Kent MacCarter



SINGAPORE Editorial

We consciously eschewed the substantial but well-represented body of Singaporean poetry originally written in English, and instead sought out voices from Tamil, Malay, Chinese and more which have not been as well circulated in the anglophone literary world.

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Submission to Cordite 101: NO THEME 10

Images courtesy of Jeanine Leane and John Kinsella. From now, and throughout 2021, we’re celebrating 25 years of publishing. Milestones include the publication of Cordite Poetry Review’s 100th issue in February, Cordite Books’ 40th print title, and the new free …

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Submission to Cordite 100: BROWNFACE

The brownface caricature of Jonah Takalua – as created and played by comedian Chris Lilley in the television show Jonah from Tonga – has been haunting Australia for twelve years.

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Introduction to Em König’s Breathing Plural

Will we miss nature, asks Em König in Breathing Plural? In ‘dreams of stale breath’, maybe. Or ‘in another life, on another planet … maybe’ (echoing The Only Ones’ only hit). Glenn Albrecht says in Earth Emotions, ‘It [nature] effectively no longer exists’.

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Submission to Cordite 97: PROPAGANDA

Information can be propagated to divide or to unite. It doesn’t have to lie, it doesn’t even have to frame the truth.

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Tell Me Like You Mean It 3

In curating this chapbook I’m not sure I feel closer to answering these questions: certainly they are never stagnant … But I do feel closer to poetry’s resistance to answer these questions, which does circle back to some kind of answer to my last question – we return to poetry not because we have an answer, but instead return in a process of regeneration.

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Submission to Cordite 96: NO THEME IX

No theme, no rules, except for one: send us your best poems.

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Submission to Cordite 94: EARTH

Why EARTH? Because we are of it, because we are destroying it, because there is nowhere else.

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Submission to Cordite 93: PEACH

A ripe peach may seem the embodiment of the good life, but in this issue, PEACH also stands for the bitterness of brutality as well as the richness of resistance.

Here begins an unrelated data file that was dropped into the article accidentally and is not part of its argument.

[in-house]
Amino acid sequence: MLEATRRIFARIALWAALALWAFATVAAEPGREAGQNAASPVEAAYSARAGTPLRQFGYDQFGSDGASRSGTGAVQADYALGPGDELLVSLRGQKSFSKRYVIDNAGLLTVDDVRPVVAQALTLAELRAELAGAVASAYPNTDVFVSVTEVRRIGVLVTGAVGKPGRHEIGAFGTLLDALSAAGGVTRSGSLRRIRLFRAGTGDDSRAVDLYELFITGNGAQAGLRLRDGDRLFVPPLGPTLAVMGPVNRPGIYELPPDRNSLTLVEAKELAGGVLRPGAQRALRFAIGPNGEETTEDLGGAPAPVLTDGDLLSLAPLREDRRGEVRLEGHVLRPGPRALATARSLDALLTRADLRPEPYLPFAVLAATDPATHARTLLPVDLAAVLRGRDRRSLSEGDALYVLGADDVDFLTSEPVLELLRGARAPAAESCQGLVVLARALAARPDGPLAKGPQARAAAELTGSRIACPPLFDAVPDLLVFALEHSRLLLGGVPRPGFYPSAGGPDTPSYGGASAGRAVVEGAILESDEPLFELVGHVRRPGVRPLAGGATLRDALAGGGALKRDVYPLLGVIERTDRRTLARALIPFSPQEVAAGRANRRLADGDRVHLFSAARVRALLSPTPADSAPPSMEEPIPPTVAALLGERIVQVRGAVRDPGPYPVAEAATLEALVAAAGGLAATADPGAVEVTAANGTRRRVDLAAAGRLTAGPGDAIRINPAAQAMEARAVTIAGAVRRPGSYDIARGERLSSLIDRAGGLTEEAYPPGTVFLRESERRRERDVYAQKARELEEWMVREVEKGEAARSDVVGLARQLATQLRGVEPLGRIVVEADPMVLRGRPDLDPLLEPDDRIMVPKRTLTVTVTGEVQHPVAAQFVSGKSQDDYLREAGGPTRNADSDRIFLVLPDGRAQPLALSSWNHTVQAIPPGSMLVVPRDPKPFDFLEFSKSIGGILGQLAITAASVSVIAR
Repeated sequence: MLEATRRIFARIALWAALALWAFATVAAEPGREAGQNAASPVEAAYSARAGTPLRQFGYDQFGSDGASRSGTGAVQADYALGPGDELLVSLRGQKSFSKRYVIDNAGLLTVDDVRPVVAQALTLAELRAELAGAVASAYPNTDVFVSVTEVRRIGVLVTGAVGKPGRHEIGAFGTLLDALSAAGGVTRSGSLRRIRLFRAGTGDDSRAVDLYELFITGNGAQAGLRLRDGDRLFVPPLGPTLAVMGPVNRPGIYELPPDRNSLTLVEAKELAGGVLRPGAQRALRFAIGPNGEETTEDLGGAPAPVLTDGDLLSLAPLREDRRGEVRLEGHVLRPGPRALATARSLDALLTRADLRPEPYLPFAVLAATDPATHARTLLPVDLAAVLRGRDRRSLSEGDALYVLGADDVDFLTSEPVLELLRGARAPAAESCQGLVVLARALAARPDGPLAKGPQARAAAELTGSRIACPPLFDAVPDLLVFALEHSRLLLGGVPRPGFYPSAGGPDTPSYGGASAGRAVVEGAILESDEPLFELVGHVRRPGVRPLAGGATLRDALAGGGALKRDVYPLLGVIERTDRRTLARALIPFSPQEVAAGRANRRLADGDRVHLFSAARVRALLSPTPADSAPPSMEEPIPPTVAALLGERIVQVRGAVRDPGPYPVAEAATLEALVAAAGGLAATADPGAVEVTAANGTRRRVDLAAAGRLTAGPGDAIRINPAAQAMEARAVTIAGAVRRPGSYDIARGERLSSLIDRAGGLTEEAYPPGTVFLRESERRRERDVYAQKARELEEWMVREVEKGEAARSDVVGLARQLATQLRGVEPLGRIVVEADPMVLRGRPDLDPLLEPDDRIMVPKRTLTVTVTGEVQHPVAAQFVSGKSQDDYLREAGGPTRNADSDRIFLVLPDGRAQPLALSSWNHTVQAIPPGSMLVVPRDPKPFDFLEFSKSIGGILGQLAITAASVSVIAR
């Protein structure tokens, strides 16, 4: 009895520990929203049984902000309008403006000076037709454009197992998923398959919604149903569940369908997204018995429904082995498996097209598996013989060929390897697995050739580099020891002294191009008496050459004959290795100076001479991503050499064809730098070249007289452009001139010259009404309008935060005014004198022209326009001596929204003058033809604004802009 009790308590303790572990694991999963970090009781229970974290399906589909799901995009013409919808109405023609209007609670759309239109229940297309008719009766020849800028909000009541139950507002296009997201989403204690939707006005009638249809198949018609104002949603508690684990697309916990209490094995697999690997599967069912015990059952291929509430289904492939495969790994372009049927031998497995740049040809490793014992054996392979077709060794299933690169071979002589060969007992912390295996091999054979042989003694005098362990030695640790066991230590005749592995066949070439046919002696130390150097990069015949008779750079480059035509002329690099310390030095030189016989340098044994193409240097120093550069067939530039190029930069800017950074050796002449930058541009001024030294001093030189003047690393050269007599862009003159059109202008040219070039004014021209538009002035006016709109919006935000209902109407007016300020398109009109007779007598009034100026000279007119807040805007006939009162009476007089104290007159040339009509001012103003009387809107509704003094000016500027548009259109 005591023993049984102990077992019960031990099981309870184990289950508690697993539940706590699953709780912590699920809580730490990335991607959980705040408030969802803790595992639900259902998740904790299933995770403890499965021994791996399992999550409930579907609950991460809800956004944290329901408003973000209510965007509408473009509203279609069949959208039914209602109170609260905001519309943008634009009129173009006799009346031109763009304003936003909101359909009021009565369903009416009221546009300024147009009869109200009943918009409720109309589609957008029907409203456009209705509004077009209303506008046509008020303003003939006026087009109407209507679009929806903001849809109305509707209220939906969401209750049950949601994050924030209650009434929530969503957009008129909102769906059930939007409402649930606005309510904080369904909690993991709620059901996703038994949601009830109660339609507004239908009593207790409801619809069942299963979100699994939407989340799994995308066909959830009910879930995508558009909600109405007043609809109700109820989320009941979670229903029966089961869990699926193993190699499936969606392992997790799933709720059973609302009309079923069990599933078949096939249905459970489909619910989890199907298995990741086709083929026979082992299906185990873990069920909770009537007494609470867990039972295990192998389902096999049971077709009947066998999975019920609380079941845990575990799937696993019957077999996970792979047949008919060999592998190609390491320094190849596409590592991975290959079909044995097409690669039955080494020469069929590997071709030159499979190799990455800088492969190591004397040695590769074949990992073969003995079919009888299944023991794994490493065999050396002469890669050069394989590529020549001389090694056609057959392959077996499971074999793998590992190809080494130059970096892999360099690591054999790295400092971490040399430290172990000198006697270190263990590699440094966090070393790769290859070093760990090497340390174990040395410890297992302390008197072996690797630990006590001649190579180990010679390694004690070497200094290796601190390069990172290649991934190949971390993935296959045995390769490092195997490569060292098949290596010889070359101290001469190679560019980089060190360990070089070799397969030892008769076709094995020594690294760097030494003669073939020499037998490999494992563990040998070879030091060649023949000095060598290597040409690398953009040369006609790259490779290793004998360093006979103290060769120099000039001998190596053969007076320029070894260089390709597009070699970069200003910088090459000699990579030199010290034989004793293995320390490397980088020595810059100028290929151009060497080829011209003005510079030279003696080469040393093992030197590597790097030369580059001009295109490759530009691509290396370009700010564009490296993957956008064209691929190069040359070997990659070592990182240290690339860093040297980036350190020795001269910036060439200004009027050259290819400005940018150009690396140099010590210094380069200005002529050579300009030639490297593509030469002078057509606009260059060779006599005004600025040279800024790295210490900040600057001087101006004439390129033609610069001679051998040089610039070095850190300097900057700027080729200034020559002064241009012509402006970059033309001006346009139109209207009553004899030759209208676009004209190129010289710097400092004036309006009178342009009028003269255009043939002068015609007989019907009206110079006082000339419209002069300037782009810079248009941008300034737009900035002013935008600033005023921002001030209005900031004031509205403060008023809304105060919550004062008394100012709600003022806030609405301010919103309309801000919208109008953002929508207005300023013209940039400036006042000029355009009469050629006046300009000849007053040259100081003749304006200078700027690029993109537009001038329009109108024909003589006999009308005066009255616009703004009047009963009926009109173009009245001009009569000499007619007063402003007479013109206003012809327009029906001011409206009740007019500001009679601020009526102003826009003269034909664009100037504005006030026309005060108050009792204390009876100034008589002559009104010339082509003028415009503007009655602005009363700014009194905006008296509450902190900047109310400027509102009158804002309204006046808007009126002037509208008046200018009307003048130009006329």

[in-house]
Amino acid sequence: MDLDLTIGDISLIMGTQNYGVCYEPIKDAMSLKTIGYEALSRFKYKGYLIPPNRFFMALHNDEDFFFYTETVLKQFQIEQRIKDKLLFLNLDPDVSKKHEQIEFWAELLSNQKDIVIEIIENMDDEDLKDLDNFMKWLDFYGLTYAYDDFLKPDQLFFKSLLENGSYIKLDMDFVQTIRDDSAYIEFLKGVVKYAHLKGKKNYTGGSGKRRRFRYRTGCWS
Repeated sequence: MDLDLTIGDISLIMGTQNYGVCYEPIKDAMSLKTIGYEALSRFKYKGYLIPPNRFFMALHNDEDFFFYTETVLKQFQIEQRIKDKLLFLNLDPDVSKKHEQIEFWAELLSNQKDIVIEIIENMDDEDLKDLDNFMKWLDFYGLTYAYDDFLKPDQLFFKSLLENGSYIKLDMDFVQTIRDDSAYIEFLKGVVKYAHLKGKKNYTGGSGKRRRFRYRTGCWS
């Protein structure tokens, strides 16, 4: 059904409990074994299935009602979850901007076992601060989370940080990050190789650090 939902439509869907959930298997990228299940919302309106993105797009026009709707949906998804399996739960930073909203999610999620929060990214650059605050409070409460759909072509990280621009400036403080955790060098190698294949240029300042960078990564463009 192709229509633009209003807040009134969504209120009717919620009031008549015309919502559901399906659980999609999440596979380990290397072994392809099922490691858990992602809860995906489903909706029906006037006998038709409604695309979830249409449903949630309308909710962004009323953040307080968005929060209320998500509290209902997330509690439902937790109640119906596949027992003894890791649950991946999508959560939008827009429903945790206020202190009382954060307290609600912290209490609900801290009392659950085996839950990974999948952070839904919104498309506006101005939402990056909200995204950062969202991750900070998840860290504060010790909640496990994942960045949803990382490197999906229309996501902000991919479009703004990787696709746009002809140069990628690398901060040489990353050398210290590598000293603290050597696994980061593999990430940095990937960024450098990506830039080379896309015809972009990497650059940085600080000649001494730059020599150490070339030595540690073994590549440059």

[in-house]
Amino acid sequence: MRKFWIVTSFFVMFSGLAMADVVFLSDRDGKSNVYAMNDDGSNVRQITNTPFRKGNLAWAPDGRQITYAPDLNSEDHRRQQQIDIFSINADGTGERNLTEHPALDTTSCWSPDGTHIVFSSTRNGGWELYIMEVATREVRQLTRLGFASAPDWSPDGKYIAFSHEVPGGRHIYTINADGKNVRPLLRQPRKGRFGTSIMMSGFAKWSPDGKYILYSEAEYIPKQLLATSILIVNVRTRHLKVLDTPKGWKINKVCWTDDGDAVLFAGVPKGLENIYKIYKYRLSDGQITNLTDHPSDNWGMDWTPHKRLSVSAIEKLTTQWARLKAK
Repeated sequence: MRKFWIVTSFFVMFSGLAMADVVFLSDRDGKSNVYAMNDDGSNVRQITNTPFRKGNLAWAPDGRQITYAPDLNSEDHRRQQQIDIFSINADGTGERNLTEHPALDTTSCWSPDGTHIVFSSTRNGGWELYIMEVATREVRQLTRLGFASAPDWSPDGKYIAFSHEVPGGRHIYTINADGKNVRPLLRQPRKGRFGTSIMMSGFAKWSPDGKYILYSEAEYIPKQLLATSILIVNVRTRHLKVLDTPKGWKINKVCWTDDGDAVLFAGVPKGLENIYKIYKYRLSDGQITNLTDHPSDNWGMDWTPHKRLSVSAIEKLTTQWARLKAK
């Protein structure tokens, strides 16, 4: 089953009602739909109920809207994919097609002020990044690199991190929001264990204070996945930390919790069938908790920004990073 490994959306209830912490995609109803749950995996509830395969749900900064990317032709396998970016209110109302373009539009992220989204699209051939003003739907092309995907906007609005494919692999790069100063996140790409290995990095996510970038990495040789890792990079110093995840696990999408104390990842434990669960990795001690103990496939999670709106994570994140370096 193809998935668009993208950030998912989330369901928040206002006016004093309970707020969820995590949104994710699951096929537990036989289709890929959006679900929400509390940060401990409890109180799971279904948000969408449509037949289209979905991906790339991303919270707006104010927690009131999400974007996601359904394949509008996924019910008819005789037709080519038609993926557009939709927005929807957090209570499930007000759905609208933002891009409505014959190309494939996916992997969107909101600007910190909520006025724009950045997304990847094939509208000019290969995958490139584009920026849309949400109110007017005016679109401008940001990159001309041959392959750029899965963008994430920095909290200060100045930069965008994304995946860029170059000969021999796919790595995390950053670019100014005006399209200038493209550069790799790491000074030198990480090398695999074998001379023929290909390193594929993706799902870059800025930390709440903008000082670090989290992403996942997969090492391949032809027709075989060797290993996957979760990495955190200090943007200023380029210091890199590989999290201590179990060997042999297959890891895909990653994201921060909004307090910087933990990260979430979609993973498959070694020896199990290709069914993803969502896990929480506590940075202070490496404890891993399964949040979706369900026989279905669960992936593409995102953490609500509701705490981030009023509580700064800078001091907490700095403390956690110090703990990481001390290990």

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Submission to Cordite 92: NO THEME VIII

I’m looking for work ‘with head, heart and guts,’ as Bei Dao says.

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Bella Li on as Associate Publisher

I’m honoured to announce that Bella Li will be joining Cordite Books as Associate Publisher. There is much activity with the books, and her masterful eye, publishing nous, and creativity will be a welcome and necessary addition.

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Alex Creece on as Production Editor

I’m honoured to announce that Alex Creece is joining the Cordite Poetry Review fold as Production Editor, joining us from her time in the Cordite / Monash University Summer Term Internship Program.

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Submission to Cordite 91: MONSTER

Kanye West said it himself – everybody knows – then Nicki Minaj out-rapped him … then Nicki Minaj vs Cardi B. Give me monster feuds and battles. Give me Conor McGregor attacking a bus. Give me monsters in the Oval …

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Garcon-Mills on as Indigenous Engagement Editor and Guide for Indigenous Editing and Writing

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Submission to Cordite 89: DOMESTIC

DomesticI invite you to lean into this DOMESTIC sphere in all its homely undoing. Use words like beautiful bait to seduce hearts with razor-sharp decolonising intent and rupture the masquerading shape of cosy bliss, as only a poem can.